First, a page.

The East Harlem School (or EHS as the kids call it) is chartered by the New York State Department of Education and accredited bythe Middle States Assocation of Colleges and Schools. EHS is a 501(c)(3) non-profit organization. I add that bit of information because if there is a thought of helping the young ones get a better grip on their futures in this miasmic world of ours, this is one to consider.

I’ve “covered” a lot of charities and philanthropic ventures on the NYSD as a regular reader knows. I am especially drawn to those organizations that assist people with their day-to-day survival with matters of food, care, children and the animals. I grew up in an emotionally and financially stressed household. I remain sensitive to the matters that children confront -- especially today.
The East Harlem School's Ivan Hageman, greeeting the guests with his thoughts about the school.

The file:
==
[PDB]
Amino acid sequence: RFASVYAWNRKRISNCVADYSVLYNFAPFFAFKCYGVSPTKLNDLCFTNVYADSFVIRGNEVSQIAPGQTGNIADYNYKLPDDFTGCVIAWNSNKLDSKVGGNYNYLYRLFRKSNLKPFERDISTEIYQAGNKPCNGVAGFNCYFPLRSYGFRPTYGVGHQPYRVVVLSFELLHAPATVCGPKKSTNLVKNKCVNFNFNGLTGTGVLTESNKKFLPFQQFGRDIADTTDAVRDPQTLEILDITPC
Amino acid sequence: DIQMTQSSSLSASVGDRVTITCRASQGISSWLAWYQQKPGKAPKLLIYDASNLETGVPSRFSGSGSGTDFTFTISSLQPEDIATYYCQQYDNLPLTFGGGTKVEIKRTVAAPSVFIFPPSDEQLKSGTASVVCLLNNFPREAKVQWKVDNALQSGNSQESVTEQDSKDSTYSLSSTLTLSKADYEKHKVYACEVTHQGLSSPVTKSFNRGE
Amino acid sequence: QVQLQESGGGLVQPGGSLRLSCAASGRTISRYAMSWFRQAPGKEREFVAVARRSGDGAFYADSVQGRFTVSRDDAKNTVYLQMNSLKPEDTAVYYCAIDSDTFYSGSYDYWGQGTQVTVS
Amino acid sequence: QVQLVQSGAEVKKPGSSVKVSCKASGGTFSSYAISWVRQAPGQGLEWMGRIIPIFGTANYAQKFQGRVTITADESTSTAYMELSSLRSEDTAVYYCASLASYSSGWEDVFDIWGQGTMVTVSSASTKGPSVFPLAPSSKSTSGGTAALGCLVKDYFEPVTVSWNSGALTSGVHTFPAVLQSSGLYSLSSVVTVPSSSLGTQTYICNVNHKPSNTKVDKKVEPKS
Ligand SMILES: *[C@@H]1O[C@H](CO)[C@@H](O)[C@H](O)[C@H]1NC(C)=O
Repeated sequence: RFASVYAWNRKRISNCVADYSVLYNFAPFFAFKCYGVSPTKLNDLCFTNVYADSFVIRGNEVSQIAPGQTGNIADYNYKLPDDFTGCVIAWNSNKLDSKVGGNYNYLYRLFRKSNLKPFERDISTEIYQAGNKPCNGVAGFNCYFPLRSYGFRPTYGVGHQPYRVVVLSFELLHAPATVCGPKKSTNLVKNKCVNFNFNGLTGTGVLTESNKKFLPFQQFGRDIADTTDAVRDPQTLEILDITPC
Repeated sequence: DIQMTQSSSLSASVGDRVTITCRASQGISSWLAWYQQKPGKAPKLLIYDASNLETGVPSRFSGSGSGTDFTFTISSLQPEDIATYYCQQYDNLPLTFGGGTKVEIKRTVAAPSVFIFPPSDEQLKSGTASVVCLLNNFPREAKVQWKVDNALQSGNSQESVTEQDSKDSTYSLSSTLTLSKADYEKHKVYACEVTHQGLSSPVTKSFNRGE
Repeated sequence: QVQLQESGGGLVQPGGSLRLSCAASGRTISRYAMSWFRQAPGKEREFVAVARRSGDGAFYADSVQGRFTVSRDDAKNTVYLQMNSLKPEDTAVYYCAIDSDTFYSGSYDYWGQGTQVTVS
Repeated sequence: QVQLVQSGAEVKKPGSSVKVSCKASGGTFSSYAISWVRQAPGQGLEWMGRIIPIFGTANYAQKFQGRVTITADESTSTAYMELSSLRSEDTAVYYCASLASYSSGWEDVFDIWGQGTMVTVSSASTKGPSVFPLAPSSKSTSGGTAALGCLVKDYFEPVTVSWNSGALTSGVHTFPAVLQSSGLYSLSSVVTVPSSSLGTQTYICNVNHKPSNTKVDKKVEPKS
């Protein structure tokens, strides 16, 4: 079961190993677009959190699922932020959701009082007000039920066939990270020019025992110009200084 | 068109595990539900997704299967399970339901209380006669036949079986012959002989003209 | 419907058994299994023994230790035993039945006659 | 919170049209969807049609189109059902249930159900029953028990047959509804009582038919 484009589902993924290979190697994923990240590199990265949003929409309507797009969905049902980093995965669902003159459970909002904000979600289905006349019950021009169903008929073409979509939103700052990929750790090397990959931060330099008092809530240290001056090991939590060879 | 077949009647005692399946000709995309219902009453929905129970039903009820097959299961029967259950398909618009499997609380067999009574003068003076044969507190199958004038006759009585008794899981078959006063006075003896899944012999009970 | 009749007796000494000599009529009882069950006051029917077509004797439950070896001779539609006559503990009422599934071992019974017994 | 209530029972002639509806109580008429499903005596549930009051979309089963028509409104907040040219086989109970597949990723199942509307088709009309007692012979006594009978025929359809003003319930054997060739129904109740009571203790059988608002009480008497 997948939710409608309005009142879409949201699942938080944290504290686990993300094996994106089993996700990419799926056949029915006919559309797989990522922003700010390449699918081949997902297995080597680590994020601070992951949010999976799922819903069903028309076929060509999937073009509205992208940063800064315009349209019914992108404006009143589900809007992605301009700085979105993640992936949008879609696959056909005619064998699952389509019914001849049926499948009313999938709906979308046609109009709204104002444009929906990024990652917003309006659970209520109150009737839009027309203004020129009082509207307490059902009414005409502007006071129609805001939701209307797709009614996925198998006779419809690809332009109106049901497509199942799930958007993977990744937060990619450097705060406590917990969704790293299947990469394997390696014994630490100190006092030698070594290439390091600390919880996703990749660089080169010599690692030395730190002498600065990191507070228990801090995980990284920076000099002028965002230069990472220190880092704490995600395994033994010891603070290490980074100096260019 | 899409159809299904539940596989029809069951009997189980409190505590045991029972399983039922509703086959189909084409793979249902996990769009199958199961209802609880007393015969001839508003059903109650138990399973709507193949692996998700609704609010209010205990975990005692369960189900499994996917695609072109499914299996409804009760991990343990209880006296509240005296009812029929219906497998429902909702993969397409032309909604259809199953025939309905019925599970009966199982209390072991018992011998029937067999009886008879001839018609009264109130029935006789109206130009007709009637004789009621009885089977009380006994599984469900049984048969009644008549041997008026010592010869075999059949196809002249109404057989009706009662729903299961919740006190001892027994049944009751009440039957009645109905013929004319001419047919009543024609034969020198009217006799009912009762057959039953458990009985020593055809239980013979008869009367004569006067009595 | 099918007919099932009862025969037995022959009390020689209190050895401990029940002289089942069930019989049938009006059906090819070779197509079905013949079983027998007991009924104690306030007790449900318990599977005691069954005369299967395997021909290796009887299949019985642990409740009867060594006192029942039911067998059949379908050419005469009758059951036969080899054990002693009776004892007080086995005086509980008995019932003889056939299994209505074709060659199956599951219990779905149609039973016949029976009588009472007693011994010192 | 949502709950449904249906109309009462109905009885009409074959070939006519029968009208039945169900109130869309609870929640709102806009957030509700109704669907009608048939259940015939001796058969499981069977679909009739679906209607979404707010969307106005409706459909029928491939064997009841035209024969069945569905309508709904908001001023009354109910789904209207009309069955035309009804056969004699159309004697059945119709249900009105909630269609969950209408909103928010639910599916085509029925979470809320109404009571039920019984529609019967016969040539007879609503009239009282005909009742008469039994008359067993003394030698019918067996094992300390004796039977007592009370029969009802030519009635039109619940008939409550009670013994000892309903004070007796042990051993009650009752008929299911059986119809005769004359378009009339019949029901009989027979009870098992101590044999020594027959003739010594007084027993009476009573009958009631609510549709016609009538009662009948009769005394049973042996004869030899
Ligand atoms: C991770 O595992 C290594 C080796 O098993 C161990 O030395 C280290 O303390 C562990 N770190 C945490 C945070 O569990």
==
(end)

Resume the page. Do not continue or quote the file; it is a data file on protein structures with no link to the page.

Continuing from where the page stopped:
I was fortunate. I had a mother who did everything in her power (and while working) to keep  us fed, clothed and sheltered. She also was a reader by nature and got me on the road to reading by reading to me before I went to sleep – until I could read myself. I also had sisters and aunts who looked after my welfare and assisted my mother. All children need this to progress in life. I had a father who had more problems than I can enumerate and was deeply troubled by them. This brought a lot of friction into the household and some of it violent. Fortunately my father was never unkind or cruel to me.